Do you feel a great pressure when faced with decision-making?
Many of us do.
When making decisions, our choices often turn out against us in the short term. The dissatisfaction leads us to give ourselves a hard time.
I often think this decision-making scenario is like living in giant game of Snakes and Ladders.
Making decisions can become a nightmare.
We strive and strain to step on the ladders. Hopefully, we get onto the biggest ladders, taking us higher.
But at the same time, we’re terrified of stepping on a snake. Landing on a snake is making the wrong decision, causing us to slide backwards.
Fear overwhelms us. Danger looms. The catastrophe sits large, of falling back to square one.
Decision-making paralysis takes over.
We go nowhere.
Does this scenario sound familiar to you?
When this happens, often it makes us overly cautious in taking action. We need to be sure that the next step will lead to a ladder. Until we’re certain it’s not going to land us on a snake, we don’t act.
Convinced more time will help us in making decisions better, we delay.
We hope that, with a little more time, our more informed decision will guarantee a path to the ladder.
The net result is that we take less action. For every unit of time, we move less. Action can only happen for us when there’s a high degree of certainty.
Unfortunately, in many cases, the right “perceived” conditions will elude us.
This is a debilitating situation.
What if we changed our whole architecture of how we look at making decisions?
What if we took action differently?
Let me give you an example.
Imagine you’re a sports fan.
Now if I asked you, “who is the best basketball player in the world?”, you’d probably come up with a name.
You might find the question difficult to answer but it would appear to be a legitimate question.
If, however, I asked you who is the BEST explorer in history, you’d probably pause for a moment.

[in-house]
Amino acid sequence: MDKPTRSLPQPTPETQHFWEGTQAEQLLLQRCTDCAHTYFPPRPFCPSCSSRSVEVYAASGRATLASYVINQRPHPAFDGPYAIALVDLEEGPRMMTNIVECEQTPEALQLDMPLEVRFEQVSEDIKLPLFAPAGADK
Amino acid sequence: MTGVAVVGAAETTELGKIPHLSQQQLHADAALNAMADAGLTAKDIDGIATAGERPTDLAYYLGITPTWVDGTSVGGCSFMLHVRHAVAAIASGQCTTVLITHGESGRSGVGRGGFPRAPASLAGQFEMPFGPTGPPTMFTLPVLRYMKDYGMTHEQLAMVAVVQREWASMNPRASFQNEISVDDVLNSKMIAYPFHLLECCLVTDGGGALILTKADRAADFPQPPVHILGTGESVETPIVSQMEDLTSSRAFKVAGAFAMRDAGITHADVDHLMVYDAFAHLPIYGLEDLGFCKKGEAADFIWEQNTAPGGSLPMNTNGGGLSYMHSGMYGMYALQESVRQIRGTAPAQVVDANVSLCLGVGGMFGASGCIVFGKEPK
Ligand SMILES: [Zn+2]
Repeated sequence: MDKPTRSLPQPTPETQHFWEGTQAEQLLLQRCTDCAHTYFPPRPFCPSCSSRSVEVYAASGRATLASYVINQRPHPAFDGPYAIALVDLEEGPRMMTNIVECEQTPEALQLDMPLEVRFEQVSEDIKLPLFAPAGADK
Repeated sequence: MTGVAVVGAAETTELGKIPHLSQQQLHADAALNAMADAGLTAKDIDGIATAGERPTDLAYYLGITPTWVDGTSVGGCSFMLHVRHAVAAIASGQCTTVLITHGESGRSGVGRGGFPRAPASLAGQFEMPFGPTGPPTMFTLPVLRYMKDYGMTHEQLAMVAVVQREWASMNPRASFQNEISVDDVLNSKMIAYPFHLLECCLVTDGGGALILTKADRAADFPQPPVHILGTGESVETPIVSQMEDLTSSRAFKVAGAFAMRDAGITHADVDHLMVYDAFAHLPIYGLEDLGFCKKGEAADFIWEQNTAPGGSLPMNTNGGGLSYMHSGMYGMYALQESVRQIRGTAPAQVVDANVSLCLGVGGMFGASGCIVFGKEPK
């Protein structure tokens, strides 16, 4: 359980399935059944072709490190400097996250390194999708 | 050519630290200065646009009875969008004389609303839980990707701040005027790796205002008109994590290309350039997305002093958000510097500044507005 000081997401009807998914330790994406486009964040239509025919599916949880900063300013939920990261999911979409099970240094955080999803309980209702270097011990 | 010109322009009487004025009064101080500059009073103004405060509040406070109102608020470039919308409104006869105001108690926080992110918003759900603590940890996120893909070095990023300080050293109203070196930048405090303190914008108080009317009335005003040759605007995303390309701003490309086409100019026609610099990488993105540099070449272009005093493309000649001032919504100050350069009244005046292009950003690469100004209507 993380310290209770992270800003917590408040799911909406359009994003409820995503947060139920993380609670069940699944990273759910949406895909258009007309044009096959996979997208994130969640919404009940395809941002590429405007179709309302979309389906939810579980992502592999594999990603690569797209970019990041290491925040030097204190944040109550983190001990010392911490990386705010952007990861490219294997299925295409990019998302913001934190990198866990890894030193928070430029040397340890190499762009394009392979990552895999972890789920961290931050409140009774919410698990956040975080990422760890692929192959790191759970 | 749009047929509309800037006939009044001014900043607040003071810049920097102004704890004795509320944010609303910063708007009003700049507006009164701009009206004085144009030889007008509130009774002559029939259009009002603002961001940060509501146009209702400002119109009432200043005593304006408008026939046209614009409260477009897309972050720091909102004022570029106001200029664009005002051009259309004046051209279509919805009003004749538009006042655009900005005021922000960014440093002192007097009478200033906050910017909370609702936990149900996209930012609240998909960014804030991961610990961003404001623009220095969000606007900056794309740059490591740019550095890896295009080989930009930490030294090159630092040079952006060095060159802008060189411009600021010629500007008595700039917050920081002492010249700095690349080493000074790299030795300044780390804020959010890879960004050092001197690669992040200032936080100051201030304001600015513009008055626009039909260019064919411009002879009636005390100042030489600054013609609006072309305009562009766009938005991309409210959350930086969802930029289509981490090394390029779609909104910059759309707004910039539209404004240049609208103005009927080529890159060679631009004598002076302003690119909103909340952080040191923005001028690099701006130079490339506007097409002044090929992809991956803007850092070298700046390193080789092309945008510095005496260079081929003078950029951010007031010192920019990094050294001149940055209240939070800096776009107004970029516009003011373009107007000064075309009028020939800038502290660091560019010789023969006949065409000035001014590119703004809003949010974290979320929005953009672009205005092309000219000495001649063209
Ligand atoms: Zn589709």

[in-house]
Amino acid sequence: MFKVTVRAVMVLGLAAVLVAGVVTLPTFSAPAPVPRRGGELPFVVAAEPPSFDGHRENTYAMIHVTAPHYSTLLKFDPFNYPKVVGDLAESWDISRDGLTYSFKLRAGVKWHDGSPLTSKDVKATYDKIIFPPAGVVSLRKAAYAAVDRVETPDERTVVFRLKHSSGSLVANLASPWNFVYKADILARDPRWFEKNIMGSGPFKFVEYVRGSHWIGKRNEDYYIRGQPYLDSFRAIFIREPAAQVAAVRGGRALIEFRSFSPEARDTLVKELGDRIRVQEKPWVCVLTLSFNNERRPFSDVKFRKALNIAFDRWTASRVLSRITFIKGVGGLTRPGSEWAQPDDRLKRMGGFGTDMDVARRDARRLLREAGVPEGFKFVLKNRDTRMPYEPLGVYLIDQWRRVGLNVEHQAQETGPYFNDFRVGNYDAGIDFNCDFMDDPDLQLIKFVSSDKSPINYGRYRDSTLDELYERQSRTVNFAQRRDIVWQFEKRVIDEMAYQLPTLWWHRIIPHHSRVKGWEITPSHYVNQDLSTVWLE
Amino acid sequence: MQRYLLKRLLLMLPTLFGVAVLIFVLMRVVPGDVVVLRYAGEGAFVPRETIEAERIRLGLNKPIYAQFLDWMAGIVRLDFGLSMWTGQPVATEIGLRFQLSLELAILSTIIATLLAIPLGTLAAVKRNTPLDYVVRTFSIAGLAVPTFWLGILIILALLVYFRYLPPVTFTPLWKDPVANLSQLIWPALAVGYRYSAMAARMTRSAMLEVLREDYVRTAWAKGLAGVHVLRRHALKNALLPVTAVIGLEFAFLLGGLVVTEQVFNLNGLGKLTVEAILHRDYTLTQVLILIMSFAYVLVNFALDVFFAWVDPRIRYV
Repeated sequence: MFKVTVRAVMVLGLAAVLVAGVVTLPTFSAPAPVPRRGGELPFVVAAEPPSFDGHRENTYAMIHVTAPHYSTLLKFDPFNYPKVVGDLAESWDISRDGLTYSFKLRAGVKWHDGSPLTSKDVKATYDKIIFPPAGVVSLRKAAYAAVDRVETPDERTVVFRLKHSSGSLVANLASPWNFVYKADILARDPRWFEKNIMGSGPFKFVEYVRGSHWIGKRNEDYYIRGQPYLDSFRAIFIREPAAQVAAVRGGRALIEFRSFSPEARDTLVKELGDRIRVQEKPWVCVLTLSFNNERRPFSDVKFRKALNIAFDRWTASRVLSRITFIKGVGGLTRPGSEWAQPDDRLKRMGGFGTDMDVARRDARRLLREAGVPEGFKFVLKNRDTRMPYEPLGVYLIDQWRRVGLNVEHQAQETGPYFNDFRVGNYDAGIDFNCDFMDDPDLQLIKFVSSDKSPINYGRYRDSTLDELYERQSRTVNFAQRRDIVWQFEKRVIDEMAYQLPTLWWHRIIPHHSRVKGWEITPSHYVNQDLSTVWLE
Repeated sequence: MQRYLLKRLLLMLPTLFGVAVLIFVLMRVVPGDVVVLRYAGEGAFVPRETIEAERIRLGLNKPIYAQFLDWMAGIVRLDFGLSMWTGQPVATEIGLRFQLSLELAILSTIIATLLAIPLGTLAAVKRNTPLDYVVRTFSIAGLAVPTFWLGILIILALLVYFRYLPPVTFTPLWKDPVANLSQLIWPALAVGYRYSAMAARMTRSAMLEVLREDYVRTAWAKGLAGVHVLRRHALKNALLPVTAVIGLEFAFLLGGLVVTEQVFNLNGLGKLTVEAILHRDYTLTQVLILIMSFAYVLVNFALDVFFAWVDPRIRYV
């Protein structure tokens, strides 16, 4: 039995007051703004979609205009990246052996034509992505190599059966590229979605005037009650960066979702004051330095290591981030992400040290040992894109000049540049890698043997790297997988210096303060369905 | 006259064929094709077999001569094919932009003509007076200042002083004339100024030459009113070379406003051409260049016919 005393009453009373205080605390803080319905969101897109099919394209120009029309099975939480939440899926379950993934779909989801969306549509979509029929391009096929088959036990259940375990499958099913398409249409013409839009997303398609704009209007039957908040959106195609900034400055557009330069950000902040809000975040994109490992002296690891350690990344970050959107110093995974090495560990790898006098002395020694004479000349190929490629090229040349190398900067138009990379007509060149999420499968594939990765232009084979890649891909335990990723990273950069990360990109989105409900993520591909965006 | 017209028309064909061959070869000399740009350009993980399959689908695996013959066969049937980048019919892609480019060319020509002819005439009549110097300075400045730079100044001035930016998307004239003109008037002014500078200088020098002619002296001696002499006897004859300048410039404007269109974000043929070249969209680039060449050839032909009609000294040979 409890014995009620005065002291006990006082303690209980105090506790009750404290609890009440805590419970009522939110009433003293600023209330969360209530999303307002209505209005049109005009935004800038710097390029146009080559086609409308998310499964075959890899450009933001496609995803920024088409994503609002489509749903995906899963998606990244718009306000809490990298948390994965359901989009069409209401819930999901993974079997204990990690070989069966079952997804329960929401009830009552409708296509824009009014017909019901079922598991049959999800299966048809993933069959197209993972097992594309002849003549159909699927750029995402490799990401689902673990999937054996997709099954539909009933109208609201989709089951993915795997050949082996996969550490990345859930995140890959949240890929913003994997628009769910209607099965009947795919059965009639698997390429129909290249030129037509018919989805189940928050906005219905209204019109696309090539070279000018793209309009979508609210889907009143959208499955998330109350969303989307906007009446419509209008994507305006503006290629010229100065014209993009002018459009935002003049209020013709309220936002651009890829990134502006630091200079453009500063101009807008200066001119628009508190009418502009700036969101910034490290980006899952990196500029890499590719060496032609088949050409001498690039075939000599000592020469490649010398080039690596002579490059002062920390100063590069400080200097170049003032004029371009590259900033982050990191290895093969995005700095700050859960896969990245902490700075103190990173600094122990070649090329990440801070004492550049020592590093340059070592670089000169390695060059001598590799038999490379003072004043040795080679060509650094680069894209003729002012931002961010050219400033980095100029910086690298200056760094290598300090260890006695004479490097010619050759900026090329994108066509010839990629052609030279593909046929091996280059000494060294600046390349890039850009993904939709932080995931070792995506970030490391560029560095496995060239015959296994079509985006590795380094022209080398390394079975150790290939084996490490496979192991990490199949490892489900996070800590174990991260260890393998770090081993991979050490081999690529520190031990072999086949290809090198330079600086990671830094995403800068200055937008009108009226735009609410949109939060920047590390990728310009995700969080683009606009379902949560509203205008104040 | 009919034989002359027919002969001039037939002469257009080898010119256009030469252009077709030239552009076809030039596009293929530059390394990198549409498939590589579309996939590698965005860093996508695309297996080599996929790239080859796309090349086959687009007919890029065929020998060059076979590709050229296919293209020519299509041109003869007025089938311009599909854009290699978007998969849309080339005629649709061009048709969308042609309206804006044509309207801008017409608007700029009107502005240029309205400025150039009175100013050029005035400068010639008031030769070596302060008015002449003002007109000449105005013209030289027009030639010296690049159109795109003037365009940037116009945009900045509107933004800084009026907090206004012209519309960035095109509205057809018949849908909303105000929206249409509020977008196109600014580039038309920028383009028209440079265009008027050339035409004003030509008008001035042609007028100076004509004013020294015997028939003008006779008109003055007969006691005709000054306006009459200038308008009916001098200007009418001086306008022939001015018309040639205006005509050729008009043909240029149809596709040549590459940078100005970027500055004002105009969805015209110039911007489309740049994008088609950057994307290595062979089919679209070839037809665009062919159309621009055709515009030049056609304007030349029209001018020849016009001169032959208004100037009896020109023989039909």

Note, here I’m not asking “who is the most famous explorer?”. I’m specifically asking, “who is the best?”.
This question might stop us in our tracks. A few names might pop into our head. But the list would be based on the fame of that explorer. Maybe you’d be tempted to Google the question for a list. Perhaps a movie you’d seen would pop into mind, suggesting a name.
But who really is the BEST?
This is a difficult, confusing and, perhaps, irrelevant question. Do we mean the explorer who has traveled the furthest? Or do we mean the explorer who has discovered the most remarkable landmark? Who happened to kill the fewest native inhabitants? Who suffered the greatest hardships and survived?
The possible answers to these questions are essentially endless.
Now, let’s look at the act of exploration itself.
Imagine an explorer coming to a cliff face or stream they can’t cross. In our minds, we don’t hear them screaming and swearing with frustration.
Shouldn’t they have seen it coming? Perhaps!
But they are explorers. The unknown is part of their daily challenge. They pull out their notebooks and pencils to draw their map, including the new obstacle’s location. It will help them in the future.
The obstacle is just a landmark, not a threat. In fact, this landmark becomes a valuable source of knowledge, an invaluable addition to their journey.
Explorers are inherently courageous people. They have tenacity and curiosity. They’re faced daily with the challenge of critical decision-making. The act of exploring is the success. Failure doesn’t hold any real meaning. To know the territory better is a value in itself.
To nourish the explorer mentality in our own lives can allow us to be more bold. It can help us engage in the necessary uncertainty that is required to grow meaningful lives. We can live more in the way we’d like to. We could avoid having our self-esteem constantly on the line. All the challenging emotions that go with “attacks” on our self-esteem would be calmed.
Try to become an explorer, today.
Build up your determination for effective decision-making, now.
Become an explorer at work. Re-frame study as exploration, rather than a barrage of threatening exams. Take conversations and interactions with others as journeys into “foreign lands”. Ask more questions. Look at familiar things in different ways.
Experiment with this “life as explorer” idea. See what happens. Enjoy the surprises.
You can’t fail.